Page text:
08 October 2014

Posted by Discount Insurance on Wednesday, October 08, 2014 No comments
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You've survived fresher’s week and now you’re all set for your first year of university. Here are a few tips for post-fresher’s success.


Learn to cook

It’s all very well living off baked beans and take-out pizza for a week while you party the nights away, but that would be a nutritional disaster in the long term.

Pick up a student cookbook from your local shop and organise a weekly meal with your flatmates. Take it in turns to do the cooking, or better still, all pitch in together and teach each other new dishes.

Keep your flatmates happy

Having bonded over your communal dinner, it’s important that you keep your new friends onside- after all, you have to live with them for a year.

Get together and draw up a list of house/ hall rules so that everybody knows what’s expected. Don’t be afraid to politely mention something you’re not happy with, so you can all work towards a resolution.

Try something new

University gives you the opportunity to try new things. If you haven’t already joined a society, it’s not too late. Take up a sport, join the debating team or learn how to knit. If you want to do something that your university doesn’t currently offer, why not start your own society?

Get together with some friends, ask your student union for some help and you’re good to go.

Avoid the call of home

While we wouldn't advise literally ignoring all calls from home, if you start feeling homesick, the worst thing you can do is visit home whenever you get the opportunity.

Some people experience homesickness within the first few weeks, while it may hit others half way through the first term. Either way, the best way to combat these feelings is to throw yourself into student life. The busier you are, the less time you’ll have to think about what you might be missing at home.

Think about your CV

The first year of university is a great time to get some extra experience before the workload increases. Maybe become a mentor at a local school or apply for a part-time job at your student union bar.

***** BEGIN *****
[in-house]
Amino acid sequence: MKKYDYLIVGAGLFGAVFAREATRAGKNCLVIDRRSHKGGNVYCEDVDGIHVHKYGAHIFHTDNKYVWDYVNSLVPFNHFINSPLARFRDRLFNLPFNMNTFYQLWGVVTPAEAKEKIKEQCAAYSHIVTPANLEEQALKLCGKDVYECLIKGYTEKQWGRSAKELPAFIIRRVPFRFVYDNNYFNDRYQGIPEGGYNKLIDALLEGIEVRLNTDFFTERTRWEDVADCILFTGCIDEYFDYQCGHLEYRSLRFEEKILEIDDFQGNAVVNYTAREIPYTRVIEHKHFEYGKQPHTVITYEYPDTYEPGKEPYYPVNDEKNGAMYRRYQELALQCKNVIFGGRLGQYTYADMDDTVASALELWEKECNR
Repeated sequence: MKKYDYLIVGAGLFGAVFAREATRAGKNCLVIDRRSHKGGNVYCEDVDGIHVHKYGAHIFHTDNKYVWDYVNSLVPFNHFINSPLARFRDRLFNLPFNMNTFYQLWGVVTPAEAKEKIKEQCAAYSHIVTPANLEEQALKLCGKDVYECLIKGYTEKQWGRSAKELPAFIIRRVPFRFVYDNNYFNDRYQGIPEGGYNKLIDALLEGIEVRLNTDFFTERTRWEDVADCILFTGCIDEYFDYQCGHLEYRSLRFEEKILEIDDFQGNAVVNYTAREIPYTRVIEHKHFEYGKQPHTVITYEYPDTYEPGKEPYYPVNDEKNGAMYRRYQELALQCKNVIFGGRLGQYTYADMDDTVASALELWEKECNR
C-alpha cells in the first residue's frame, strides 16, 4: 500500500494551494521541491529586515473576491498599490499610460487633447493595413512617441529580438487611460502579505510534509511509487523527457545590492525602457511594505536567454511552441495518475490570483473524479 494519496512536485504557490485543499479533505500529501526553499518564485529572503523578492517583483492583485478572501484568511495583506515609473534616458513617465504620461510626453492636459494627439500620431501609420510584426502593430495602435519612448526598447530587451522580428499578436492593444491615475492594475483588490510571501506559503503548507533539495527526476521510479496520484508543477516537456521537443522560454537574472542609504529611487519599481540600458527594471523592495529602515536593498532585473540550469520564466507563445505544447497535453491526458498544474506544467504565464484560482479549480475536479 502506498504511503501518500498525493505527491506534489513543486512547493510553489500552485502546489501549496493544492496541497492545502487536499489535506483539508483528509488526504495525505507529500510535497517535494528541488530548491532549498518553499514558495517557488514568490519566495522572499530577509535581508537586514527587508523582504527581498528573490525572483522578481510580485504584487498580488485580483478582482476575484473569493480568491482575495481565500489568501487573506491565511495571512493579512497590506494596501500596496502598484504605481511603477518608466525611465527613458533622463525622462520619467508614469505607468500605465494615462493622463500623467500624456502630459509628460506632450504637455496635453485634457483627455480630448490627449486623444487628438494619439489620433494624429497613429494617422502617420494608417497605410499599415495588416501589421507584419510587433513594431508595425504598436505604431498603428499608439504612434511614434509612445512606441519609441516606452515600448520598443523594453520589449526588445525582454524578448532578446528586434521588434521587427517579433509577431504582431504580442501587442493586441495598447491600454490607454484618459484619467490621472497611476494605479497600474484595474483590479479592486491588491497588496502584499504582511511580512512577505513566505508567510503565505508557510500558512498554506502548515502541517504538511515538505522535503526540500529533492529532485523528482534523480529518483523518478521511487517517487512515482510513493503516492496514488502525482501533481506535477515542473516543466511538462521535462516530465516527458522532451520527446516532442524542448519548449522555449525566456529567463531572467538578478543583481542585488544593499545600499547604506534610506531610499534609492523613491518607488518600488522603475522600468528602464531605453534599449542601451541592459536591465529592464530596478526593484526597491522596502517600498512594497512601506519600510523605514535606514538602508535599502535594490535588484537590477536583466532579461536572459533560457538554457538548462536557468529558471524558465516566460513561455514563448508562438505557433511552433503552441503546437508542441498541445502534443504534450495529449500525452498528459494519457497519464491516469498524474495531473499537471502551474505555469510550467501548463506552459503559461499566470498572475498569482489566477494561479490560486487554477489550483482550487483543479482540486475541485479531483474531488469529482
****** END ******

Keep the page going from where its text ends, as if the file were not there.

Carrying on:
If you want to do a placement or an internship in the summer, keep an eye out for forthcoming deadlines, which are often earlier than you might think.

Your university careers service will have many resources you can make use of, so get in touch with them sooner rather than later.

Don’t neglect your work

Amid all the fun, it’s important to remember that university is about studying. Make sure you know when your deadlines are, or what you need to revise for an exam.

Use your first year to get into good habits for the rest of your degree; try out revision techniques or improve your time-management skills. Perhaps make a schedule for each week, to make sure you have enough time to read or attend sports practice.

Work out

It’s easy to get blasé about your health when you’re not being fed by parents. While learning to cook nutritional dishes will help to keep you well – colds spread quickly in halls of residence – it’s also worth watching what you eat to keep off the extra pounds.

Eating well and keeping physically fit will help to keep you working at your best throughout term.

Keep to your budget

As well as managing your time, you’ll need to continue to manage your money. If you've already budgeted for the year, take a moment to assess how well you've kept to it. Fresher’s week can be quite expensive, so you may need to adjust it accordingly.

Make sure you have enough money for food each week, and if you’re a little tight for cash, think about where you might be able to cut back – maybe on cigarettes, alcohol or takeaways.

Explore your surroundings

Not only are you at university, but many of you will be in a completely different part of the country.

Use your free time to discover all the area has to offer. If you've got to spend the next few years there, you may as well discover the best places to go.

Find a favourite pub, stumble upon a great place to read or check out some local events.

Take a trip back home

While you should avoid going home every weekend, if you do begin to miss friends and family, use a long weekend or you reading week to visit your parents.


This is a great opportunity to eat a huge meal and load up on tinned food to take back with you. Aside from visit’s food-related benefits, use the time to relax and take a break from university life – that way you’ll go back feeling refreshed and ready to get straight back into it.

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